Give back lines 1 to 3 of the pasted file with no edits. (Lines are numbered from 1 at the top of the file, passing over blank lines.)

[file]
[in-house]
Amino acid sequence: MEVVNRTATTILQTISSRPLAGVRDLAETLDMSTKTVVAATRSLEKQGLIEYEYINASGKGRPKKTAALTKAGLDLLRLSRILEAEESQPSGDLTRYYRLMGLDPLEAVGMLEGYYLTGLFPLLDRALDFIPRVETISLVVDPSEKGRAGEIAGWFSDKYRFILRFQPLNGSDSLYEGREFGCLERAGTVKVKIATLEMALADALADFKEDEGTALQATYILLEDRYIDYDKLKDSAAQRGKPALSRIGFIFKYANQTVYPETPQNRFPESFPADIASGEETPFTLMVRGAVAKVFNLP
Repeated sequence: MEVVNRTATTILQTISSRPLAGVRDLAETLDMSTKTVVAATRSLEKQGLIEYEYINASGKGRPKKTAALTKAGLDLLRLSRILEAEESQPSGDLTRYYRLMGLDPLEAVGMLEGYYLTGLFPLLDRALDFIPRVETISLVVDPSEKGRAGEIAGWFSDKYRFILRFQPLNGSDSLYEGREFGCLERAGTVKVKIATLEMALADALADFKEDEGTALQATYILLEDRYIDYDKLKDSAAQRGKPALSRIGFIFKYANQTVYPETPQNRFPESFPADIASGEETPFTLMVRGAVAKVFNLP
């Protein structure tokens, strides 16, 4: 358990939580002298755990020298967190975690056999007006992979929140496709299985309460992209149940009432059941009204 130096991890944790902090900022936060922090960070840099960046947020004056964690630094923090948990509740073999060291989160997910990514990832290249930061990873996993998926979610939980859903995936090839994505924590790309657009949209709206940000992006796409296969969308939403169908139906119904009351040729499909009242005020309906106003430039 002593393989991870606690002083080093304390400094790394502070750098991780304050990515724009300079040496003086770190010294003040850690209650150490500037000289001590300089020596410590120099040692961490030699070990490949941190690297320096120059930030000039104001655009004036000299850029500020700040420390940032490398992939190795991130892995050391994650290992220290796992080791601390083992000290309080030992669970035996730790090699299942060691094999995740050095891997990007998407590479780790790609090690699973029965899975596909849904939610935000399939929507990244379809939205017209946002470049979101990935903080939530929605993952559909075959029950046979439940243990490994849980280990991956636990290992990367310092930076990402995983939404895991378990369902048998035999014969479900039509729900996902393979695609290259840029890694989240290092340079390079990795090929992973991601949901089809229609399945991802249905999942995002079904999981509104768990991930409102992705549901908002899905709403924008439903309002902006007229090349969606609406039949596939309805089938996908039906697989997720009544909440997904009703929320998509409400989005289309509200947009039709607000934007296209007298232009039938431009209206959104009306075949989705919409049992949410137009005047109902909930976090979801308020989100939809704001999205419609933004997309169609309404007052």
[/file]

[in-house]
Amino acid sequence: MEVVNRTATTILQTISSRPLAGVRDLAETLDMSTKTVVAATRSLEKQGLIEYEYINASGKGRPKKTAALTKAGLDLLRLSRILEAEESQPSGDLTRYYRLMGLDPLEAVGMLEGYYLTGLFPLLDRALDFIPRVETISLVVDPSEKGRAGEIAGWFSDKYRFILRFQPLNGSDSLYEGREFGCLERAGTVKVKIATLEMALADALADFKEDEGTALQATYILLEDRYIDYDKLKDSAAQRGKPALSRIGFIFKYANQTVYPETPQNRFPESFPADIASGEETPFTLMVRGAVAKVFNLP
Repeated sequence: MEVVNRTATTILQTISSRPLAGVRDLAETLDMSTKTVVAATRSLEKQGLIEYEYINASGKGRPKKTAALTKAGLDLLRLSRILEAEESQPSGDLTRYYRLMGLDPLEAVGMLEGYYLTGLFPLLDRALDFIPRVETISLVVDPSEKGRAGEIAGWFSDKYRFILRFQPLNGSDSLYEGREFGCLERAGTVKVKIATLEMALADALADFKEDEGTALQATYILLEDRYIDYDKLKDSAAQRGKPALSRIGFIFKYANQTVYPETPQNRFPESFPADIASGEETPFTLMVRGAVAKVFNLP